I've spoken to this council on several occasions about cycle facilities which appear designed to get someone hurt and the first thing anyone says is that they consulted everyone before doing what they did. Well, this is what you get if you ignore advice or are too fearful of possibly inconveniencing drivers.

    Once cyclists began getting hurt and this particular location, they added more road markings. So thirdly, the council have essentially acknowledged that there is a problem with a manifestly ineffective sticking plaster solution.

    Tram lines, level crossings and cattle grids will always pose a danger to cyclists. The difference here is that for the convenience of taxis, cyclists are being placed in danger. For those who don't know this area, the only reason this is a problem is that in order to avoid inconveniencing taxis waiting to get into an already filled taxi rank, the cycle lane has basically been diverted through the taxi rank. Take taxis away and cycles could safely run parallel to the tracks as they do elsewhere on the route.

    The council really need to get a bloody nose on this one, for the greater good, because it is such an extreme example of doing the easier thing at the risk of cyclists' health.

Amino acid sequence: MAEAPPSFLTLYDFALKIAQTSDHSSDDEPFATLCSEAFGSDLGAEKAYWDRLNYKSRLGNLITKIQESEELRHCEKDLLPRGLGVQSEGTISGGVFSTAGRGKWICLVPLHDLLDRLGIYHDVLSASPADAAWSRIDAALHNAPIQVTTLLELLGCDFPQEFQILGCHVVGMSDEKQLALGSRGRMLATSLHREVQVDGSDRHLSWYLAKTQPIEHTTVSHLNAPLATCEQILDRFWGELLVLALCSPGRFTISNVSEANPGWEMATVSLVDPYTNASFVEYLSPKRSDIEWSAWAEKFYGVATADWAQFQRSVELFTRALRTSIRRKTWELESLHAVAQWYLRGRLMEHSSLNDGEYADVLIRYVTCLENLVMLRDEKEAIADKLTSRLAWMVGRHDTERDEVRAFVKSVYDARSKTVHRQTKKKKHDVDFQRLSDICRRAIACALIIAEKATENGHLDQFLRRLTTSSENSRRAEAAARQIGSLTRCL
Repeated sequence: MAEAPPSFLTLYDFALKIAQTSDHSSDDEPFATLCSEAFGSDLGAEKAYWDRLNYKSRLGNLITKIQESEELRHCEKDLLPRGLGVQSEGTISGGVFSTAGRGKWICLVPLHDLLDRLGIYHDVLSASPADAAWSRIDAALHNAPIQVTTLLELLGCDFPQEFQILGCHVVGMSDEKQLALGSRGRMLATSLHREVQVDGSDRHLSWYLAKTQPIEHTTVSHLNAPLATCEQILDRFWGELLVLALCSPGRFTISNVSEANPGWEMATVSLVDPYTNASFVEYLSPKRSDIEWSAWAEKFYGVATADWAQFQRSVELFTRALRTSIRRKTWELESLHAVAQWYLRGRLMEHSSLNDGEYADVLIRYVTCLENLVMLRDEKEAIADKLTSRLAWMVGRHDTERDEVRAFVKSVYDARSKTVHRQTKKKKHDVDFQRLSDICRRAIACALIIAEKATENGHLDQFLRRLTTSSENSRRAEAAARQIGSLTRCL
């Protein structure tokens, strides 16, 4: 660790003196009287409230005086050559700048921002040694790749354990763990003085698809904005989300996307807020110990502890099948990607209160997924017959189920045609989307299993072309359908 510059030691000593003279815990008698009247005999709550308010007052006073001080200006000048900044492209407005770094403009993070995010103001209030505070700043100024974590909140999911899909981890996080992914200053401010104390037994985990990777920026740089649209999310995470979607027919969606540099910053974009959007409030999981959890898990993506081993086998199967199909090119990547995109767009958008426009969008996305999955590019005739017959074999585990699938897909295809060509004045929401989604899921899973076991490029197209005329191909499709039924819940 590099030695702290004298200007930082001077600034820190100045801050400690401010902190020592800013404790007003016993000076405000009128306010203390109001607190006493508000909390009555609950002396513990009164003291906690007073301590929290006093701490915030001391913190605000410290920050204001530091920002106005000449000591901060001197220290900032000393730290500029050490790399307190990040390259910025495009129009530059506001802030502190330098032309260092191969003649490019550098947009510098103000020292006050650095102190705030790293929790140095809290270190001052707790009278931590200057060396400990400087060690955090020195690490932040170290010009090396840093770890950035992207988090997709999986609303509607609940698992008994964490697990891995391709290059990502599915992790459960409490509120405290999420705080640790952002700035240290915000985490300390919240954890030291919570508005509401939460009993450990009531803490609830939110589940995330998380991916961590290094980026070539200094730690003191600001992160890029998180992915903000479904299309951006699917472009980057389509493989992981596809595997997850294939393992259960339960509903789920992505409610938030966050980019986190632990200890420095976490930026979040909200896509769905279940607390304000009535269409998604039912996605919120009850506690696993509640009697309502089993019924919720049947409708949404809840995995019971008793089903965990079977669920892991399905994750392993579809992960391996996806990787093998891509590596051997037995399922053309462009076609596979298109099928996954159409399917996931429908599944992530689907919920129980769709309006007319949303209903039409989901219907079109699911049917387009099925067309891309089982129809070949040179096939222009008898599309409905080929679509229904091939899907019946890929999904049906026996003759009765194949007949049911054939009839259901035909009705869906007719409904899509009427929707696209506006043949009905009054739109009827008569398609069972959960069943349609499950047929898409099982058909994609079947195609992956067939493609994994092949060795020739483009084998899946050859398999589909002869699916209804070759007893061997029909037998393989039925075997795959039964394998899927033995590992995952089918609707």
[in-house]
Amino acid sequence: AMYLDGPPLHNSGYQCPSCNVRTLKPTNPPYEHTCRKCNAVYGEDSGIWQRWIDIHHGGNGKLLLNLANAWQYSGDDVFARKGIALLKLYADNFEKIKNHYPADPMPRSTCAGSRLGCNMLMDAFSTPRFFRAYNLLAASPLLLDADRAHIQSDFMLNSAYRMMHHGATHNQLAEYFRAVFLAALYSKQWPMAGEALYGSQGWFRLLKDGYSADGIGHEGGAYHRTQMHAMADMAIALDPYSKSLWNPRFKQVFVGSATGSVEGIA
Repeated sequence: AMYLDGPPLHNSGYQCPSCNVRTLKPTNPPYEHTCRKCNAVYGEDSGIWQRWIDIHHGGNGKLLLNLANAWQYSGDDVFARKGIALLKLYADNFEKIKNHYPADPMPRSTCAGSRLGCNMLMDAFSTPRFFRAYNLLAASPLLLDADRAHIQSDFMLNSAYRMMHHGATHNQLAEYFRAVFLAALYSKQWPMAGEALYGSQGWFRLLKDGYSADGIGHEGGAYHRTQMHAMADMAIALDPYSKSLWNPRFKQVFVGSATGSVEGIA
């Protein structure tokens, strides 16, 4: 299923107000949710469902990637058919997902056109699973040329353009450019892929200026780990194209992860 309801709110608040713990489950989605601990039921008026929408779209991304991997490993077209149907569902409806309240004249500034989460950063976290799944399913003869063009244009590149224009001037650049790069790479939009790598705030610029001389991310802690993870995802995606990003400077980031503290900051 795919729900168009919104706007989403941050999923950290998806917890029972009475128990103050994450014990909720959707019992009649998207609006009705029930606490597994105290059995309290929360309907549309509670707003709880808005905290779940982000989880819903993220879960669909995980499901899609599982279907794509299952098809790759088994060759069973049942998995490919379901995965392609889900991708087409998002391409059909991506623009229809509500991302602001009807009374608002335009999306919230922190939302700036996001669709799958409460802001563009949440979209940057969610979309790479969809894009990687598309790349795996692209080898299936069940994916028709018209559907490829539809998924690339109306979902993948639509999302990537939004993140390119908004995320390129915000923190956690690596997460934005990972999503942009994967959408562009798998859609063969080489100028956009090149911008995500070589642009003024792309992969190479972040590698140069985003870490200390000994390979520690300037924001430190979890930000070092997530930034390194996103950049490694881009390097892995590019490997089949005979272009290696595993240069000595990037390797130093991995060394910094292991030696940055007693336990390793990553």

• meanredspidermeanredspider Posts: 12,337
    I was reading some of the usual shite that gets posted on newspaper websites where cyclist are involved. Lots of comments about the cyclists taking responsibility for their own actions and they should take the bus or team instead. None realising that, with the central belt being one of the unhealthiest places in the UK, not many people are taking responsibility for their own actions by remaining fit and healthy. And maybe doing so by cycling.
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  • graham.graham. Posts: 862
    Tram lines, level crossings and cattle grids will always pose a danger to cyclists.
    Level crossings and cattle grids are always located on a straight stretch of road and so you always cross them 90 degrees to their direction of travel and in a straight line and so shouldn't be a problem.Tram lines however...
  • graham.graham. Posts: 862
    Another tramline victim...Hammond on last night's Top Gear!
  • keef66keef66 Posts: 13,123
    Graham. wrote: